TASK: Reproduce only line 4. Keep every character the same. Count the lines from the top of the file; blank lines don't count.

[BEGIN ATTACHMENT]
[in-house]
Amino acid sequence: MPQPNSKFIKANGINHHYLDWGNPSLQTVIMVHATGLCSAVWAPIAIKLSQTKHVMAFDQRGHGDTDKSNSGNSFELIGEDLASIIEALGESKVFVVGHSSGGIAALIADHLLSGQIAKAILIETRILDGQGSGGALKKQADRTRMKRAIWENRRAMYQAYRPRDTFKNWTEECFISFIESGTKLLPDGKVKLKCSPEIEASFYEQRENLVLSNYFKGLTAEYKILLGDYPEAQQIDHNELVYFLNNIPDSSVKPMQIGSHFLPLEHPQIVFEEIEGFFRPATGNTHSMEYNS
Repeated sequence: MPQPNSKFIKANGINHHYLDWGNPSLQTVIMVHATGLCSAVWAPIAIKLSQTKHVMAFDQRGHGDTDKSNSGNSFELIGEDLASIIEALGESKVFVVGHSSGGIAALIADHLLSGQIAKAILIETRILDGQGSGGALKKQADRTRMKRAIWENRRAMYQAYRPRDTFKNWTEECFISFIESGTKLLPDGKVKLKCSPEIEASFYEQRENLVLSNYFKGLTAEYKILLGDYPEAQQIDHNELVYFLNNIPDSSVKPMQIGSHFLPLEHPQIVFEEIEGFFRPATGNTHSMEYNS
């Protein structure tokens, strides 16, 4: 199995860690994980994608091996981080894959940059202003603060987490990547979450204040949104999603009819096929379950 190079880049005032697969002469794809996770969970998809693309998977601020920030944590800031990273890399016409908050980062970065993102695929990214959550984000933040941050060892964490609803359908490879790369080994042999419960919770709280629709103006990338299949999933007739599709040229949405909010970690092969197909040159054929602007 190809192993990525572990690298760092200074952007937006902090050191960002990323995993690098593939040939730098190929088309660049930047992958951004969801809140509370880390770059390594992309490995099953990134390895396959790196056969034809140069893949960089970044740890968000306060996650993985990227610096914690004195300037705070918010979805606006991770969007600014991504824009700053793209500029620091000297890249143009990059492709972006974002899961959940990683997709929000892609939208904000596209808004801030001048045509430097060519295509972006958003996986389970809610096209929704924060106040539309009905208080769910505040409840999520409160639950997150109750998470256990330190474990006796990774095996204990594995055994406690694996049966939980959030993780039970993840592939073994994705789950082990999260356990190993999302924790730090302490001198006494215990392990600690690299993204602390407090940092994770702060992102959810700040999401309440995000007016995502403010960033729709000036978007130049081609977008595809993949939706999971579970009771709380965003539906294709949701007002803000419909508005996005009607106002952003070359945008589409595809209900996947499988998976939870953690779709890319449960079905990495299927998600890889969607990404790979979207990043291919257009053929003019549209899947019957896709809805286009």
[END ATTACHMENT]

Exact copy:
């Protein structure tokens, strides 16, 4: 199995860690994980994608091996981080894959940059202003603060987490990547979450204040949104999603009819096929379950 190079880049005032697969002469794809996770969970998809693309998977601020920030944590800031990273890399016409908050980062970065993102695929990214959550984000933040941050060892964490609803359908490879790369080994042999419960919770709280629709103006990338299949999933007739599709040229949405909010970690092969197909040159054929602007 190809192993990525572990690298760092200074952007937006902090050191960002990323995993690098593939040939730098190929088309660049930047992958951004969801809140509370880390770059390594992309490995099953990134390895396959790196056969034809140069893949960089970044740890968000306060996650993985990227610096914690004195300037705070918010979805606006991770969007600014991504824009700053793209500029620091000297890249143009990059492709972006974002899961959940990683997709929000892609939208904000596209808004801030001048045509430097060519295509972006958003996986389970809610096209929704924060106040539309009905208080769910505040409840999520409160639950997150109750998470256990330190474990006796990774095996204990594995055994406690694996049966939980959030993780039970993840592939073994994705789950082990999260356990190993999302924790730090302490001198006494215990392990600690690299993204602390407090940092994770702060992102959810700040999401309440995000007016995502403010960033729709000036978007130049081609977008595809993949939706999971579970009771709380965003539906294709949701007002803000419909508005996005009607106002952003070359945008589409595809209900996947499988998976939870953690779709890319449960079905990495299927998600890889969607990404790979979207990043291919257009053929003019549209899947019957896709809805286009």